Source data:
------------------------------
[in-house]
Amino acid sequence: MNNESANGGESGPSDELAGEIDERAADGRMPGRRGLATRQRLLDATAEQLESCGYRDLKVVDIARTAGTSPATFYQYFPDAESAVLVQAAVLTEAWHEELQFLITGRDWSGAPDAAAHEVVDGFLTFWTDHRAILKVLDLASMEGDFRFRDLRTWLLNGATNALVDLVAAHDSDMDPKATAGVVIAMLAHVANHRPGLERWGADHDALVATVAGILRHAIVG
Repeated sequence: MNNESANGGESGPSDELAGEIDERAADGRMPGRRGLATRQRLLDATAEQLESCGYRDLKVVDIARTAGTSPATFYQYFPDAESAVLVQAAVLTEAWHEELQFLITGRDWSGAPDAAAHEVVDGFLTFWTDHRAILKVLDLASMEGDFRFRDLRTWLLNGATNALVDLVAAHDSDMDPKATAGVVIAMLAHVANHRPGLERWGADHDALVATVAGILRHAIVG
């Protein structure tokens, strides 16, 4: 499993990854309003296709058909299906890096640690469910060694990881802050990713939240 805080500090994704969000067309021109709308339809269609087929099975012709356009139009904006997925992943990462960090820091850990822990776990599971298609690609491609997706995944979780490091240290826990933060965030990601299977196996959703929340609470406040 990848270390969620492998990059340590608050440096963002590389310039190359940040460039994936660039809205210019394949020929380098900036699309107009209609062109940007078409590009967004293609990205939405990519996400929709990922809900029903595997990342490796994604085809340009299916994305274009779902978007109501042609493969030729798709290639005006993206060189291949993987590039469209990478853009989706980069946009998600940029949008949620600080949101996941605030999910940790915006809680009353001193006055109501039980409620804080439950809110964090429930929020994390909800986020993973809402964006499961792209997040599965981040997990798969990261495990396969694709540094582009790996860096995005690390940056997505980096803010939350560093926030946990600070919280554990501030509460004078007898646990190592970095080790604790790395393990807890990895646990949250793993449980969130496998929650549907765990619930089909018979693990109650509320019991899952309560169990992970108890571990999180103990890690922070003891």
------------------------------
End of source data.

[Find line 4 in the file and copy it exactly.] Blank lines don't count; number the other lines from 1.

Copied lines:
């Protein structure tokens, strides 16, 4: 499993990854309003296709058909299906890096640690469910060694990881802050990713939240 805080500090994704969000067309021109709308339809269609087929099975012709356009139009904006997925992943990462960090820091850990822990776990599971298609690609491609997706995944979780490091240290826990933060965030990601299977196996959703929340609470406040 990848270390969620492998990059340590608050440096963002590389310039190359940040460039994936660039809205210019394949020929380098900036699309107009209609062109940007078409590009967004293609990205939405990519996400929709990922809900029903595997990342490796994604085809340009299916994305274009779902978007109501042609493969030729798709290639005006993206060189291949993987590039469209990478853009989706980069946009998600940029949008949620600080949101996941605030999910940790915006809680009353001193006055109501039980409620804080439950809110964090429930929020994390909800986020993973809402964006499961792209997040599965981040997990798969990261495990396969694709540094582009790996860096995005690390940056997505980096803010939350560093926030946990600070919280554990501030509460004078007898646990190592970095080790604790790395393990807890990895646990949250793993449980969130496998929650549907765990619930089909018979693990109650509320019991899952309560169990992970108890571990999180103990890690922070003891």